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SD1, UofL and Foundation for a Healthy Kentucky partner on groundbreaking COVID-19 tracking

Sanitation District No. 1 of Northern Kentucky (SD1) has been working quietly with researchers at the University of Louisville’s Christina Lee Brown Envirome Institute for several months on a wastewater testing program to track the spread of the novel coronavirus in Northern Kentucky through the Institute’s Co-Immunity Project.

This week, SD1 announced the addition of a new funding partner — the Foundation for a Healthy Kentucky, a nonprofit, nonpartisan, endowed foundation working to address unmet health needs in Kentucky by developing and influencing health policy, improving access to care, reducing health risks and disparities, and promoting health equity.

Adam Chaney

“Identifying troubling trends early in specific areas allows officials to protect the public health in those communities with targeted policy measures, while still allowing the areas where people are wearing masks and practicing social distancing to remain more open,” said Ben Chandler, president and CEO of the Foundation for a Healthy Kentucky. “Experts have learned a lot about this virus, how it spreads and what works to prevent the spread. Wastewater testing gives us regularly updated hotspot information that leads to better, more effective policy decisions.”

Adam Chaney, executive director at SD1, said the partnership SD1 has formed with Dr. Ted Smith and colleagues at the Christina Lee Brown Envirome Institute and the Center for Predictive Medicine is intended to provide the best data possible for local health officials to tailor a strategy specific to Northern Kentucky, rather than relying on a one-size-fits-all approach.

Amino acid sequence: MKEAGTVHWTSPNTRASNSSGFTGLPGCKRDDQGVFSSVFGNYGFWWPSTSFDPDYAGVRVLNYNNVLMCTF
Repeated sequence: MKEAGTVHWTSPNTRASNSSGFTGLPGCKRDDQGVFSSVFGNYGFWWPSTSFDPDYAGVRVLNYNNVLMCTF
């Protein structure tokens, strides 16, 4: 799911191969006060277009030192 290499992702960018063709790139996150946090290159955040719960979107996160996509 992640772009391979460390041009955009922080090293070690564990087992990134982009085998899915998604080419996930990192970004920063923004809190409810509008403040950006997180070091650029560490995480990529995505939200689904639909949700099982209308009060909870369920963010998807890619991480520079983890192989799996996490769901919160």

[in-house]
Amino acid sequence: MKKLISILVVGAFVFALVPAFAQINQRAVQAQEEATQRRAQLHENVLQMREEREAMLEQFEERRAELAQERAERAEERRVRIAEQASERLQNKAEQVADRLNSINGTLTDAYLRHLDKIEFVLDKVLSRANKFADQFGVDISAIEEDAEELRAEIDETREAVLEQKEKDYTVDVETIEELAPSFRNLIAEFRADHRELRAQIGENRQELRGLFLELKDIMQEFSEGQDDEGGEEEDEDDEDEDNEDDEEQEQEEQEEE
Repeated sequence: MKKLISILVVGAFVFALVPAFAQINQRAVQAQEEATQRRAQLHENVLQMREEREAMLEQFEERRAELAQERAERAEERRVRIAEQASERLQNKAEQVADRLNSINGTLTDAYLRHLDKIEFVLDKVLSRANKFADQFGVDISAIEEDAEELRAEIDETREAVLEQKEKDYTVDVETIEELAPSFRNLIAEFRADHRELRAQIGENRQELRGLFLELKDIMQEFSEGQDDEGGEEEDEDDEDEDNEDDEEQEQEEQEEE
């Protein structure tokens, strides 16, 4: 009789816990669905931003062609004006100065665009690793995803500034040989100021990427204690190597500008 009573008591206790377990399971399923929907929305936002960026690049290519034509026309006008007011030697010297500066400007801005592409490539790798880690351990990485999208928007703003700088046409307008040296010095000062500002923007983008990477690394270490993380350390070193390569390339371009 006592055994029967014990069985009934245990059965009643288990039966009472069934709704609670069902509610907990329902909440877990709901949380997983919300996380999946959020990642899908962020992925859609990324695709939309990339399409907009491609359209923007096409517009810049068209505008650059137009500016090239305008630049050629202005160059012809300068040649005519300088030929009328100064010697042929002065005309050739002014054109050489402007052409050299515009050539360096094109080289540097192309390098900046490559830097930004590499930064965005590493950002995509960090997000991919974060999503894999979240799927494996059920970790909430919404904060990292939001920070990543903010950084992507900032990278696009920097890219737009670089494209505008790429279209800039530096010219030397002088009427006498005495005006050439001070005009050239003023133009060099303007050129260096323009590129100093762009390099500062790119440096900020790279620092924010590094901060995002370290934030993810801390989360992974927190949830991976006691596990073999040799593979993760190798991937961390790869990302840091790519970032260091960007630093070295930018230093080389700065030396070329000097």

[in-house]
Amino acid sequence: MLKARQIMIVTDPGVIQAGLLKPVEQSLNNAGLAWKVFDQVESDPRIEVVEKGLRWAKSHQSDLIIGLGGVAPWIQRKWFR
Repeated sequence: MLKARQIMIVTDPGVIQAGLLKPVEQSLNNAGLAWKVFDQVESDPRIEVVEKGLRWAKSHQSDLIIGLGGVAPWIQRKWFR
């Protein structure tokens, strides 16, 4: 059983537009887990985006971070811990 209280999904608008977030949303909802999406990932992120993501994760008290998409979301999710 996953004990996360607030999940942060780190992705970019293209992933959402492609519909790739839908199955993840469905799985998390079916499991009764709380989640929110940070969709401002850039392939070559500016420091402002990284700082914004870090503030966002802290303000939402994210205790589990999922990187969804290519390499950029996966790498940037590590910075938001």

“We are pleased that the Foundation for a Healthy Kentucky shares the vision of the Envirome Institute and SD1 regarding the potential benefits of wastewater testing for COVID-19,” Chaney said.

The Foundation’s investment will allow wastewater samples from nine sites within SD1’s collection system and at the utility’s three wastewater treatment plants to be analyzed by the University of Louisville laboratory. The researchers will be looking for copies of the virus in the wastewater, which can indicate if people in the area are infected — even if they don’t know it yet themselves.

“Probably the single most important thing is to find areas with asymptomatic virus shedders,” Smith said.

The sampling itself takes a matter of minutes, and because SD1 already tests wastewater for a variety of substances, John Clark, SD1 director of plant operations, said the process to collect the samples within the region’s collection system is virtually seamless.

“We are excited about this opportunity to gain COVID data through a unique source,” said Steve Divine, director of environmental health and safety for the Northern Kentucky Health Department. “SD1 has been yet another great partner in our response efforts and we look forward to seeing the results.”

Smith said he believes the study of wastewater could be a promising way to find and reduce COVID outbreaks before they happen. He referenced a study published by Yale last month in which researchers tracked infection rate looking at solids in wastewater compared to later hospital admissions. He said that the University of Louisville’s Co-Immunity Project approach – that includes both randomized testing “above ground” with swabs and blood tests, and “below ground” with wastewater – could be groundbreaking in the fight against COVID-19.

“Expanding the work of the Co-Immunity Project to Northern Kentucky with the unique public health and healthcare assets of that region adds new possibilities, and we hope will become a national model,” Smith said.

From Sanitation District No. 1

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